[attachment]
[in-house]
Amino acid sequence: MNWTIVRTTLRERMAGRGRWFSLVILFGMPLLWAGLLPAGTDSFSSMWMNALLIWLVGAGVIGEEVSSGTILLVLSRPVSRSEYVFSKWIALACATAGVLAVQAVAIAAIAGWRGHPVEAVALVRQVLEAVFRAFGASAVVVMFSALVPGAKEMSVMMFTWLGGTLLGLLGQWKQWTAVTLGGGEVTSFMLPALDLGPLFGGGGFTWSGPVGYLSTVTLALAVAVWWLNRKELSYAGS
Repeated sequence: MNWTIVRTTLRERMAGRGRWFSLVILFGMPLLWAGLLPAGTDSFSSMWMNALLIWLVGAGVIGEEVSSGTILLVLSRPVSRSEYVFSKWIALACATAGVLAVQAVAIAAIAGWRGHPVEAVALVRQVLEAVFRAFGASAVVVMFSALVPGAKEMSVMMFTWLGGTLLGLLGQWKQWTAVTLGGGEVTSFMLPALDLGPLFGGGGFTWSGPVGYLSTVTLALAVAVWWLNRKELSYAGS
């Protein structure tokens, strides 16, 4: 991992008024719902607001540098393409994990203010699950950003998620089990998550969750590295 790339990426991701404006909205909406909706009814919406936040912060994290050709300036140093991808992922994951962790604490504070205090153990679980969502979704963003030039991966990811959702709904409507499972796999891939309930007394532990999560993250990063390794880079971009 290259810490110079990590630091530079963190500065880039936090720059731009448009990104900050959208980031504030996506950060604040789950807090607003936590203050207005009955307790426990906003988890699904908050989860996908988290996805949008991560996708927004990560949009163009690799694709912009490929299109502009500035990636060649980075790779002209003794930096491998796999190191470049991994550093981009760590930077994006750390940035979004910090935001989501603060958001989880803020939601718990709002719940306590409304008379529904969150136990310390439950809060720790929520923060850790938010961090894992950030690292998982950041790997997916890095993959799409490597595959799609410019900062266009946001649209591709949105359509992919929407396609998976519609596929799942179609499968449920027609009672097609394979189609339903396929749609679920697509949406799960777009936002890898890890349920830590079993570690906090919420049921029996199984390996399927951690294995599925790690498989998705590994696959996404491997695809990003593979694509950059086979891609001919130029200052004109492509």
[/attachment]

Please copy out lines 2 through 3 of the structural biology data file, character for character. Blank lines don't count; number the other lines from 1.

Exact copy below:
Amino acid sequence: MNWTIVRTTLRERMAGRGRWFSLVILFGMPLLWAGLLPAGTDSFSSMWMNALLIWLVGAGVIGEEVSSGTILLVLSRPVSRSEYVFSKWIALACATAGVLAVQAVAIAAIAGWRGHPVEAVALVRQVLEAVFRAFGASAVVVMFSALVPGAKEMSVMMFTWLGGTLLGLLGQWKQWTAVTLGGGEVTSFMLPALDLGPLFGGGGFTWSGPVGYLSTVTLALAVAVWWLNRKELSYAGS
Repeated sequence: MNWTIVRTTLRERMAGRGRWFSLVILFGMPLLWAGLLPAGTDSFSSMWMNALLIWLVGAGVIGEEVSSGTILLVLSRPVSRSEYVFSKWIALACATAGVLAVQAVAIAAIAGWRGHPVEAVALVRQVLEAVFRAFGASAVVVMFSALVPGAKEMSVMMFTWLGGTLLGLLGQWKQWTAVTLGGGEVTSFMLPALDLGPLFGGGGFTWSGPVGYLSTVTLALAVAVWWLNRKELSYAGS